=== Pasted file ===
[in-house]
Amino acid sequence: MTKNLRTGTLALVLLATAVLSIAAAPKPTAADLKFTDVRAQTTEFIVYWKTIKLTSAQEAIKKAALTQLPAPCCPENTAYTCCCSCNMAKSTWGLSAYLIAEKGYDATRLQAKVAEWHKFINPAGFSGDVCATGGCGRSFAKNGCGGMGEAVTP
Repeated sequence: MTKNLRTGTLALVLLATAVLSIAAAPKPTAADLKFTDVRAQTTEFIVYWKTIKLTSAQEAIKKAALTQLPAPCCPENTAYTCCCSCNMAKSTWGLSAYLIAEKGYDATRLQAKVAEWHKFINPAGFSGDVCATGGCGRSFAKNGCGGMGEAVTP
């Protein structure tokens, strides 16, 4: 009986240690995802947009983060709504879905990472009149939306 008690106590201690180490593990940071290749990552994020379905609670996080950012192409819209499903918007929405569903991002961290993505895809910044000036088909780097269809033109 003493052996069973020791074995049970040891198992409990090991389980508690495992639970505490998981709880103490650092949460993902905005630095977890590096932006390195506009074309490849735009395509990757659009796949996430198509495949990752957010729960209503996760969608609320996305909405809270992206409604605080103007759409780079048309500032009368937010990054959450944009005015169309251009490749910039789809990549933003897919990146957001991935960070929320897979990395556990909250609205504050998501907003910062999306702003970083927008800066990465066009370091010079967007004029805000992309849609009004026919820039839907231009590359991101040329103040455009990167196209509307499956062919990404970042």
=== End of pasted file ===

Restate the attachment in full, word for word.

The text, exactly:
[in-house]
Amino acid sequence: MTKNLRTGTLALVLLATAVLSIAAAPKPTAADLKFTDVRAQTTEFIVYWKTIKLTSAQEAIKKAALTQLPAPCCPENTAYTCCCSCNMAKSTWGLSAYLIAEKGYDATRLQAKVAEWHKFINPAGFSGDVCATGGCGRSFAKNGCGGMGEAVTP
Repeated sequence: MTKNLRTGTLALVLLATAVLSIAAAPKPTAADLKFTDVRAQTTEFIVYWKTIKLTSAQEAIKKAALTQLPAPCCPENTAYTCCCSCNMAKSTWGLSAYLIAEKGYDATRLQAKVAEWHKFINPAGFSGDVCATGGCGRSFAKNGCGGMGEAVTP
């Protein structure tokens, strides 16, 4: 009986240690995802947009983060709504879905990472009149939306 008690106590201690180490593990940071290749990552994020379905609670996080950012192409819209499903918007929405569903991002961290993505895809910044000036088909780097269809033109 003493052996069973020791074995049970040891198992409990090991389980508690495992639970505490998981709880103490650092949460993902905005630095977890590096932006390195506009074309490849735009395509990757659009796949996430198509495949990752957010729960209503996760969608609320996305909405809270992206409604605080103007759409780079048309500032009368937010990054959450944009005015169309251009490749910039789809990549933003897919990146957001991935960070929320897979990395556990909250609205504050998501907003910062999306702003970083927008800066990465066009370091010079967007004029805000992309849609009004026919820039839907231009590359991101040329103040455009990167196209509307499956062919990404970042």